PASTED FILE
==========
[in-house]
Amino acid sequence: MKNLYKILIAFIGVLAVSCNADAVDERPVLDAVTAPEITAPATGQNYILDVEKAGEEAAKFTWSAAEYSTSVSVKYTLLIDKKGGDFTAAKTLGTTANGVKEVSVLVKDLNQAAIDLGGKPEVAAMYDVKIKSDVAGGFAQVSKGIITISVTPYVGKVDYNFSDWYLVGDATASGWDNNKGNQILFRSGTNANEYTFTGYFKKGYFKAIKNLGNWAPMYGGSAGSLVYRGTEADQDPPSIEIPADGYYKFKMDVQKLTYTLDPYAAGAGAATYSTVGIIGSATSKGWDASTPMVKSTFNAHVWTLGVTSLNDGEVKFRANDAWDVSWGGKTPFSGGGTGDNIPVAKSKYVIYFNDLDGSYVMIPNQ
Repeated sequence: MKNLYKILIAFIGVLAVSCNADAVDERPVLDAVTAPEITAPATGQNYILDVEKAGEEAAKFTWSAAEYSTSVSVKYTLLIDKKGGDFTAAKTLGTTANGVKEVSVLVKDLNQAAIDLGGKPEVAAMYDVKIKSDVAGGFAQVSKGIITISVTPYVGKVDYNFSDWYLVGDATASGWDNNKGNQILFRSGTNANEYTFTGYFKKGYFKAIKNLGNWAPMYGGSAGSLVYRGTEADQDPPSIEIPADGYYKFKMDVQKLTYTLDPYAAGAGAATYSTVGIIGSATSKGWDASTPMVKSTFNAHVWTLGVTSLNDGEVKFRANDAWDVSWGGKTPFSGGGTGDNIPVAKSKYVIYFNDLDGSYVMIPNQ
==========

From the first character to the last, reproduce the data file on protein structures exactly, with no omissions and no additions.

[in-house]
Amino acid sequence: MKNLYKILIAFIGVLAVSCNADAVDERPVLDAVTAPEITAPATGQNYILDVEKAGEEAAKFTWSAAEYSTSVSVKYTLLIDKKGGDFTAAKTLGTTANGVKEVSVLVKDLNQAAIDLGGKPEVAAMYDVKIKSDVAGGFAQVSKGIITISVTPYVGKVDYNFSDWYLVGDATASGWDNNKGNQILFRSGTNANEYTFTGYFKKGYFKAIKNLGNWAPMYGGSAGSLVYRGTEADQDPPSIEIPADGYYKFKMDVQKLTYTLDPYAAGAGAATYSTVGIIGSATSKGWDASTPMVKSTFNAHVWTLGVTSLNDGEVKFRANDAWDVSWGGKTPFSGGGTGDNIPVAKSKYVIYFNDLDGSYVMIPNQ
Repeated sequence: MKNLYKILIAFIGVLAVSCNADAVDERPVLDAVTAPEITAPATGQNYILDVEKAGEEAAKFTWSAAEYSTSVSVKYTLLIDKKGGDFTAAKTLGTTANGVKEVSVLVKDLNQAAIDLGGKPEVAAMYDVKIKSDVAGGFAQVSKGIITISVTPYVGKVDYNFSDWYLVGDATASGWDNNKGNQILFRSGTNANEYTFTGYFKKGYFKAIKNLGNWAPMYGGSAGSLVYRGTEADQDPPSIEIPADGYYKFKMDVQKLTYTLDPYAAGAGAATYSTVGIIGSATSKGWDASTPMVKSTFNAHVWTLGVTSLNDGEVKFRANDAWDVSWGGKTPFSGGGTGDNIPVAKSKYVIYFNDLDGSYVMIPNQ